The Logic of Impossibility: Et Symphonia Extenta


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Decoding the properties of time and acoustics

Created and coordinated by artist Mauricio Reyes (Cycom),  the 9 Beet Stretch 2.0: Meta Tones is an exploration of the properties of time and acoustics. It is about the design and construction of sound structures built according to the law of chance. It is also about time transformation, musicology, and acoustics. It pushes existing boundaries and genre definitions. It is explained broadly by exploratory sensibilities radically opposed to, and questioning of, institutionalized compositional, performing, and aesthetic conventions. It contains elements of indeterminate music, in which the composers can introduce the elements of chance or unpredictability concerning their compositions. Artists approach a hybrid of diverse styles or incorporate unorthodox and unique elements without any rules beyond the taste or inclination of the musician(s) involved. [a]

Brief project description

In the simplest terms, the 9 Beet Stretch is Ludwig van Beethoven’s 9th symphony stretched to 24 hours, with no pitch distortions. The original 9 Beet Stretch was done in 2002 at NOTAM (Norwegian network for Technology, Acoustics, and Music) by Anders Vinjar, Kjetil Matheussen, Leif Inge, and Bjarne Kvinnesland. It was redone at NOTAM in 2004 by Leif Inge and Anders Vinjar, and the concert premiere took place from April 16 to 17, 2004, at Kupfer Ironworks, Madison, Wisconsin, under the production of Jeff Hunt of Table of the Elements.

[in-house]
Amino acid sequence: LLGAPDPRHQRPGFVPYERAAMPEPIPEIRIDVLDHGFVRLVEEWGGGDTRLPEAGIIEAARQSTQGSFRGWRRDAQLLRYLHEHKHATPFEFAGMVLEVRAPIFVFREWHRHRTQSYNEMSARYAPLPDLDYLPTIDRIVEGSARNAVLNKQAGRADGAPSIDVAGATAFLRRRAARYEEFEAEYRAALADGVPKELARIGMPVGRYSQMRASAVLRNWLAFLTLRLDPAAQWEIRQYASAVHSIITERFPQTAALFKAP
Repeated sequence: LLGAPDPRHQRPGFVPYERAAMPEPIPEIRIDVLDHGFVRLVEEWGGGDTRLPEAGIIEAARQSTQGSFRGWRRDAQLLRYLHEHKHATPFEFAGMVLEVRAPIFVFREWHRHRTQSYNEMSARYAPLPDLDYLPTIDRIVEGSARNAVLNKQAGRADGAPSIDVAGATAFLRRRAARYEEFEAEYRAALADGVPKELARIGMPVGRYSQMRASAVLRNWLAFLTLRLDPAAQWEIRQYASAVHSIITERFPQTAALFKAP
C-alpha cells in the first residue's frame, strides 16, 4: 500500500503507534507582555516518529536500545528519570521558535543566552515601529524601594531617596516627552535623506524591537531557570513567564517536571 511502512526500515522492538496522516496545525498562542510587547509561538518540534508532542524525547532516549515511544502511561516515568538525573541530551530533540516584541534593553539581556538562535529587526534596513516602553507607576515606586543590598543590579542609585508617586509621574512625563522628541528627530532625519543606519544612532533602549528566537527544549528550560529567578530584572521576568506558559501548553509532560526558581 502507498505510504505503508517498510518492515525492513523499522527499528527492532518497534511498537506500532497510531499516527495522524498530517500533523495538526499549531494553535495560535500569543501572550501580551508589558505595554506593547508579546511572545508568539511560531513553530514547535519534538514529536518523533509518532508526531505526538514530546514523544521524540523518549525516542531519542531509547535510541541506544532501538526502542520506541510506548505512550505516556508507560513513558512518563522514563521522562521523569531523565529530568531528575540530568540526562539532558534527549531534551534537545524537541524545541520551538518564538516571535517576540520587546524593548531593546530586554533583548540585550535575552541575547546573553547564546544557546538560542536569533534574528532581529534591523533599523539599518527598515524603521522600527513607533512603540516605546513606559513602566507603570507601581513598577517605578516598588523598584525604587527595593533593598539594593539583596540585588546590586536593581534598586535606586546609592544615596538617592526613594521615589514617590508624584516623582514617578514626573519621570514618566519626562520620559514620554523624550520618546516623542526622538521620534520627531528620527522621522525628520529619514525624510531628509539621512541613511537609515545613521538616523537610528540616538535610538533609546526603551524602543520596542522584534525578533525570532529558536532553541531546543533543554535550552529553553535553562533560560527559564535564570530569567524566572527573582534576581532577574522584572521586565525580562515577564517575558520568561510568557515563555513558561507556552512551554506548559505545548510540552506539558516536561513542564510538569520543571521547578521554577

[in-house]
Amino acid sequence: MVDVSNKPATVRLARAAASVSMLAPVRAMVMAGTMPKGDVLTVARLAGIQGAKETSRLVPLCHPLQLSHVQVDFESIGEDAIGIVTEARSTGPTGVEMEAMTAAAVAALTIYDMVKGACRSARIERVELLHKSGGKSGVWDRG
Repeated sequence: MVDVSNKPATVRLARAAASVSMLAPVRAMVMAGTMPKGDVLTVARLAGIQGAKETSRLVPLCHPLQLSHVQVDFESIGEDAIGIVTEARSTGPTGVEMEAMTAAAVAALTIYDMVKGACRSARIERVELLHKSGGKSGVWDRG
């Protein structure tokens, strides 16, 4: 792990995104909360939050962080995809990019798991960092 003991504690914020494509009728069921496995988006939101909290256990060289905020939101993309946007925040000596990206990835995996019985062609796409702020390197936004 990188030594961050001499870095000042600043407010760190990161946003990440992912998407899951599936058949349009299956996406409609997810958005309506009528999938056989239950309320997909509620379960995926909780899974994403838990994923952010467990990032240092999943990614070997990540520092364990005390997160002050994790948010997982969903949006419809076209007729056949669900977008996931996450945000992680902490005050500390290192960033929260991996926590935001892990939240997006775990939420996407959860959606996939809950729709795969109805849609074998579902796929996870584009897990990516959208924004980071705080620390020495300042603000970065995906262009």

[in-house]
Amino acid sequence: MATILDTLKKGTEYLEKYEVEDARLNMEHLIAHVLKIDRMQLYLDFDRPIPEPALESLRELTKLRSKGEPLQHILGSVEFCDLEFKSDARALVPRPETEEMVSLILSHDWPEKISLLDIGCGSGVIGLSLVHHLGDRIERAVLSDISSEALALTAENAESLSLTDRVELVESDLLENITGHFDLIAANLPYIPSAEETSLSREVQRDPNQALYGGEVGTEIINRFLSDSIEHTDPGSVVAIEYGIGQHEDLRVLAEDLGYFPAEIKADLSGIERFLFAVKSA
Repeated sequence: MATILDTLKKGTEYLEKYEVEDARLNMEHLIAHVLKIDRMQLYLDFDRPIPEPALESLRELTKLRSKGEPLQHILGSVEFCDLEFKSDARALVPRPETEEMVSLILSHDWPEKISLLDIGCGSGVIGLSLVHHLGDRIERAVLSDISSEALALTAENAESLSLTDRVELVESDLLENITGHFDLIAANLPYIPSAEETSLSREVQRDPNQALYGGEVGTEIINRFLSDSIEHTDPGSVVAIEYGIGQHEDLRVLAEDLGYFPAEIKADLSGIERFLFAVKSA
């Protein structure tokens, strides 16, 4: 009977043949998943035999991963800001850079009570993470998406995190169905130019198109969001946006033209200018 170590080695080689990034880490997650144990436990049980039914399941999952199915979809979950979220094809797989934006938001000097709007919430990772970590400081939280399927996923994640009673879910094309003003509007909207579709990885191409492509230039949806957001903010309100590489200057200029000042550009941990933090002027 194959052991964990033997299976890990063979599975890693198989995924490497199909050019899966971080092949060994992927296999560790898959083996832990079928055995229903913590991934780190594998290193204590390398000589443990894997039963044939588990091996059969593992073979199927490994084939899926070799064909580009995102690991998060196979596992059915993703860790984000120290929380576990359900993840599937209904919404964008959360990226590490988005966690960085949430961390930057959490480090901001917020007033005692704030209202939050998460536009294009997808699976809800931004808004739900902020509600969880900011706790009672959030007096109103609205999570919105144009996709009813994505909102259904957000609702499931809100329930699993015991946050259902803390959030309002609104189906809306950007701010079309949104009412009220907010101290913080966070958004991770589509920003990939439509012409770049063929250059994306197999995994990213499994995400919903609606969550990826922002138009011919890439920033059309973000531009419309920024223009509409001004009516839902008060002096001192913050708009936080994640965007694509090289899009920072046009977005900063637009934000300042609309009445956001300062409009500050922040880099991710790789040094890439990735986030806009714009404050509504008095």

The source recording for this version on stream is a Naxos recording conducted by Béla Drahos with the Nicolaus Esterházy Sinfonia and Chorus (Naxos 8.553478). Courtesy of Naxos of America. All rights reserved. © 1996.


Music is a powerful emotional stimulus that changes our relationship with time. Time is regarded as an abstract concept, there is increasing evidence that time is conceptualized in the mind in terms of space. Sound is often associated with the time which is an abstract state also, sound triggers memories and creates a response. Time and sound seem to go hand in hand. Music is a complex structure of time segments whose different parameters can affect perception. Instead of thinking about time in a general, abstract way, humans think about time in a spatial way and mentally organize it as such. Using space to think about time allows humans to mentally organize temporal events in a specific way.

How do you envision the future of electronic music?

“There will be more AI,

it will be based on the idea of Muzak and more drone streaming. The bridges between “high” and “low” will be larger and only the future educated elite will have knowledge of and therefore access to new composed serious music (unless the education system changes in the world).”

Carl Michael von Hausswolff